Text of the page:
• IDE – This walkthrough was created using Visual Studio Code which has extensions for Pipeline syntax highlighting

Base project

We will be continuing with the .Net Core API project and pipeline started in the last series. You can follow along in the first post and then pick up from there or grab the code from the branch ‘post1-build’ as a starting point for this post (https://github.com/cashewshideout/blog-azurepipeline/tree/post1-build).  It is not necessary to have previous knowledge of .Net Core for this walkthrough; the concepts of creating the Pipeline are universal between all supported languages.

Planned Outline

This is the tentative list of planned posts in the series. Links and list will be updated as posts are published.

  1. Intro and setting up the build steps
  2. Deployment steps, environments and approvals (this post)
  3. Pipeline templates (coming soon)

Preparation – Azure Infrastructure and Azure DevOps Service Connection

In order to deploy the code we will need a place to host it. For this post we will be using Azure App Services. There is a free tier for App Service Plans so no cost will be accrued for this walkthrough.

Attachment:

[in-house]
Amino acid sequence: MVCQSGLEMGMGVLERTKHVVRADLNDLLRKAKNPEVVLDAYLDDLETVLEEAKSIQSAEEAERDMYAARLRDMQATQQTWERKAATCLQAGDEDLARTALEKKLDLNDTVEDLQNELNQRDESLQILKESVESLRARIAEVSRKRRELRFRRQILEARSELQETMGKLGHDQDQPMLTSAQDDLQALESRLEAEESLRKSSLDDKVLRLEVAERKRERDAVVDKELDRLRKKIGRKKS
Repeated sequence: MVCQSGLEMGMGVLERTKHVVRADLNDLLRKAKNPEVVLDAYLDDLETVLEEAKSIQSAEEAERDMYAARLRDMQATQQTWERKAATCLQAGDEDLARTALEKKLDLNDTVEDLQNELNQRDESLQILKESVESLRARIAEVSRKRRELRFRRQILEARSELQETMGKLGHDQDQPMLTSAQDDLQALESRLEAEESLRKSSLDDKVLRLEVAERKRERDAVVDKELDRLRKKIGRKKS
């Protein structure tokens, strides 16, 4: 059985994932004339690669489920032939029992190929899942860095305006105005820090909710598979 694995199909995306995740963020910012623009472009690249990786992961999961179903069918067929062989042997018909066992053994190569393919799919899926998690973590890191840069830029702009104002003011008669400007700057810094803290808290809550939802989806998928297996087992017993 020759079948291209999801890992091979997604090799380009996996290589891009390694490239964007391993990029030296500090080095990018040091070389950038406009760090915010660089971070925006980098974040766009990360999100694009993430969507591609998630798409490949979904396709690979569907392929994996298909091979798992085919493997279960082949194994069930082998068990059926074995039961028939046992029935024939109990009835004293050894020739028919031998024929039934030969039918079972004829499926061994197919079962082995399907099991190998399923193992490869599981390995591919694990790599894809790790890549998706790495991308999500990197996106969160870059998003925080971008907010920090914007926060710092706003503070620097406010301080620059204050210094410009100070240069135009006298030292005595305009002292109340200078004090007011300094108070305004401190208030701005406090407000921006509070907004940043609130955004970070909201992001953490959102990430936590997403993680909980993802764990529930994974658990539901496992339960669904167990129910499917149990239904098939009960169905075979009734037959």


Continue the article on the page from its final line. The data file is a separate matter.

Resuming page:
There are multiple ways to get these resources set up so go ahead and use your preferred method. I’ll outline a few steps to get them set up in Visual Studio Code. The resources we need are an App Service Plan with two App Services (one for staging and one for production).


Create Azure Resources in Visual Studio Code

  • Install the Azure App Service extension (https://marketplace.visualstudio.com/items?itemName=ms-azuretools.vscode-azureappservice)